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Restoration Agriculture 1st Edition

4.6 out of 5 stars 73 customer reviews
ISBN-13: 978-1601730350
ISBN-10: 1601730357
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  • Restoration Agriculture
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  • The Resilient Farm and Homestead: An Innovative Permaculture and Whole Systems Design Approach
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  • Sepp Holzer's Permaculture: A Practical Guide to Small-Scale, Integrative Farming and Gardening
Total price: $69.85
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Product Details

  • Paperback: 344 pages
  • Publisher: Acres U.S.A.; 1 edition (January 1, 2013)
  • Language: English
  • ISBN-10: 1601730357
  • ISBN-13: 978-1601730350
  • Product Dimensions: 0.8 x 6 x 9 inches
  • Shipping Weight: 1.2 pounds (View shipping rates and policies)
  • Average Customer Review: 4.6 out of 5 stars  See all reviews (73 customer reviews)
  • Amazon Best Sellers Rank: #17,374 in Books (See Top 100 in Books)

Customer Reviews

Top Customer Reviews

Format: Paperback
This work attempts to be an introduction to sustainable farming. The author's assertion (well supported by the evidence he cites) is that our current agricultural model is failing, and that we need to move away from a system built on annual plants, and towards a system built on perennial growth. This is permanent agriculture, or "permaculture". His model for this is an idealized, carefully structured combination of plants, or "polyculture" for food, fuel, and animal forage. In his words: "[w]hat we are doing is designing an agricultural system that closely mimics the savanna in its structure, the species mix, and in ecological function."

This model has been outlined in pieces in other books. Much of his ideas about livestock forage are similar to what Joel Salatin writes, though Shepard is less strident, and more open to the idea of a vegetarian diet. He spends a great deal of time demonstrating with chart and figures how, exactly, a more perennial agricultural model can generate more nutritious calories per acre than the current single crop. But the graphs do not overwhelm.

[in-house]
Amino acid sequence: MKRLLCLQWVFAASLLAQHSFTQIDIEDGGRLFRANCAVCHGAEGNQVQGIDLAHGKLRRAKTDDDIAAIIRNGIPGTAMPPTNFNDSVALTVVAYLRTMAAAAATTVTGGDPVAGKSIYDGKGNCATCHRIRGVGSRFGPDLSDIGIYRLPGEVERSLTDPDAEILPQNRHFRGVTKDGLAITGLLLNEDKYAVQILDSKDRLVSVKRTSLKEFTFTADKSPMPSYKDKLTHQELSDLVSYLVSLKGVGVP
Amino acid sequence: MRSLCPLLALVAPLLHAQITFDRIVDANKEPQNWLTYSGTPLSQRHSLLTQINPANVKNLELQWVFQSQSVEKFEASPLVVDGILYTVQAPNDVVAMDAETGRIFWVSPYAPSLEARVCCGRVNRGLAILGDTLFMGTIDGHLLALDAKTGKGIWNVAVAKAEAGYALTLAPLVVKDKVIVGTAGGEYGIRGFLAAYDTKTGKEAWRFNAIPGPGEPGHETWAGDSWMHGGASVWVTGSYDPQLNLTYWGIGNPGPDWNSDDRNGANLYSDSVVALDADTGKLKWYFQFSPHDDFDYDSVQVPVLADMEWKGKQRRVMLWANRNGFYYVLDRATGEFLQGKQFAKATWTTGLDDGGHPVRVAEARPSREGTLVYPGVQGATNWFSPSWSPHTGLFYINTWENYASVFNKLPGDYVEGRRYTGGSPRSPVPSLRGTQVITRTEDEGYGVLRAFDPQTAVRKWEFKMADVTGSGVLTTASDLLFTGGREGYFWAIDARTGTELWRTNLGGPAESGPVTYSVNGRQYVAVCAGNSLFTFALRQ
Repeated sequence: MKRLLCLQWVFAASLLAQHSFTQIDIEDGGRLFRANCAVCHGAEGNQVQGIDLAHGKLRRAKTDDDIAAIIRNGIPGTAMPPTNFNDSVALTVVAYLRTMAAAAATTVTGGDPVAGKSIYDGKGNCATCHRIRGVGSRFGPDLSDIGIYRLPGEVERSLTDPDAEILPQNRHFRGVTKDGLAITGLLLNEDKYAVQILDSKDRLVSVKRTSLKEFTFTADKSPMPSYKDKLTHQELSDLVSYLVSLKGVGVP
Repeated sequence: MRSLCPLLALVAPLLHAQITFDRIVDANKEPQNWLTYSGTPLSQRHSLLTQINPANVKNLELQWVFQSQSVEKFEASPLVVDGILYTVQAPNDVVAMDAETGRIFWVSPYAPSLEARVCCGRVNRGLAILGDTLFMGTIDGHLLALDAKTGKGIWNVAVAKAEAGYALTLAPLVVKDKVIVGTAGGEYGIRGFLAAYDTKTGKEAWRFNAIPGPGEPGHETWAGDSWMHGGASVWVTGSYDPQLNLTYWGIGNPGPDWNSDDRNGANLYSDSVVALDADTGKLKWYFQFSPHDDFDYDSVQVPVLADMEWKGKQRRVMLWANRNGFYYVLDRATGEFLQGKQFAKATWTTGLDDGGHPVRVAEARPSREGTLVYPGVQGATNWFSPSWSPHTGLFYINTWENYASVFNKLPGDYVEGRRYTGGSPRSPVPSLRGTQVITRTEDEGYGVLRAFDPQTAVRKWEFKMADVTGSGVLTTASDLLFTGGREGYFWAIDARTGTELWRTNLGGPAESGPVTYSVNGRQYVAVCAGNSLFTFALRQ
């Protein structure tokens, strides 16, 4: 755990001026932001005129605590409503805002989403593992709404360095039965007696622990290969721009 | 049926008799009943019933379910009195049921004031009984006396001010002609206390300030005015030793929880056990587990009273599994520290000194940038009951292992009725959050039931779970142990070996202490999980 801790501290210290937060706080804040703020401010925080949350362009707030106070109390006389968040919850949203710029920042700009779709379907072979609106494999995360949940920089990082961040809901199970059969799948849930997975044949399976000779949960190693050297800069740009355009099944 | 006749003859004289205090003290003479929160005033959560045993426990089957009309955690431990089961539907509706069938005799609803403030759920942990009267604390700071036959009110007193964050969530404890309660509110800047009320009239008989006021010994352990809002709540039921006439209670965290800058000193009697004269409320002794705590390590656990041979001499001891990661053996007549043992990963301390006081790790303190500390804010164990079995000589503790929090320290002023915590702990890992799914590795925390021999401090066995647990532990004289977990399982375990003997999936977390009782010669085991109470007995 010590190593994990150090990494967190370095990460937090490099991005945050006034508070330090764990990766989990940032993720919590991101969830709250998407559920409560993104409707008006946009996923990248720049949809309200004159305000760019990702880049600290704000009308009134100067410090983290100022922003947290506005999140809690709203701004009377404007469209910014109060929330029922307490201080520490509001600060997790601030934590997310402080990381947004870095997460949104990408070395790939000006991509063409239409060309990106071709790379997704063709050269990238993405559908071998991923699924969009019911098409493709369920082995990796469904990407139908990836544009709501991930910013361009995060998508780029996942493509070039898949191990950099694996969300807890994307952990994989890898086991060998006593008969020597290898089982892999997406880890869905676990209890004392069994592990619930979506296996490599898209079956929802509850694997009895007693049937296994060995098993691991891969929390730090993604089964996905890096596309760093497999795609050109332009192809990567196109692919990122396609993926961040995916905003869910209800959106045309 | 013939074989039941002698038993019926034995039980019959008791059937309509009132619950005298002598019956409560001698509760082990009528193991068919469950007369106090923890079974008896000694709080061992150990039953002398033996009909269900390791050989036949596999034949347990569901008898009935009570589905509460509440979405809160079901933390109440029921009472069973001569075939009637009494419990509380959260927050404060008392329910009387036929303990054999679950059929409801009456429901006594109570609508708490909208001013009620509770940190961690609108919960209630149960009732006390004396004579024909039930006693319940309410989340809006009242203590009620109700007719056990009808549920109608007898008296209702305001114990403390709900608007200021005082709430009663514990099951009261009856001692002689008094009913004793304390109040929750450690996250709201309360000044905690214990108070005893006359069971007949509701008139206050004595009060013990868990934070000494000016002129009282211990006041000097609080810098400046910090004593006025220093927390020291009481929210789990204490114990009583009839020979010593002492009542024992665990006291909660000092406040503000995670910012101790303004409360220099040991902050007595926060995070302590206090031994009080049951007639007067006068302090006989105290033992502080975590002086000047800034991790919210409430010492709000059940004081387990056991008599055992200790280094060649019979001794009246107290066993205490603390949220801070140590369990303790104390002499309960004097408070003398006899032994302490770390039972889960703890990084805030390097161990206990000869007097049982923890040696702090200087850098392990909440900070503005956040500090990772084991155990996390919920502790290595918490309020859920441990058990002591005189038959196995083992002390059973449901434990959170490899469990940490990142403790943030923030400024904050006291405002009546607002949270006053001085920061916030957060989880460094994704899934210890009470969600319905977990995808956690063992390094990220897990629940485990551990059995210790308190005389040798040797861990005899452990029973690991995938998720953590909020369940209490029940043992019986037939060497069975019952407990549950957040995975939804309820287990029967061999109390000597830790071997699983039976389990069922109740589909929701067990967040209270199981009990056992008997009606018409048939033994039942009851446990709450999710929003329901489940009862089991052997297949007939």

I was pleased by the concrete examples in the book. Shepard demonstrates, in color pictures and with facts and figures, the viability of a farm based on permaculture principles. He gives tree spacings, plant yields, and grazing techniques. He explains the proper ratio of cows to sheep, for instance. However I was expecting a lot more details regarding plant choices, harvesting techniques, etc. What can be said for Shepard is that he stays on point better than, and is more accessible than, Bill Mollison, who has a tendency to wax philosophical. That said,
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Format: Paperback
I have read several permaculture books (Holmgren, Holzer, Hemenway, Jacke, Bane, etc.), and Mark Shepard's 'Restoration Agriculture' is worthy of its subtitle 'Real-World Permaculture for Farmers'. He has combined his hard-nosed practicality from his engineering background with a hefty dose of permacultural idealism to successfully realize his dream of 'New Forest Farm'. Shepard has been doing broad-scale permaculture/agroforestry since the mid 1990's, and has turned an old eroding cornfield into a productive property with fruit trees, nut trees, fruit shrubs, berries, vines, mushrooms, animals, bees, and annual (squash) and perennial (asparagus) vegetables as cash crops to help pay bills until the perennials start bearing more heavily.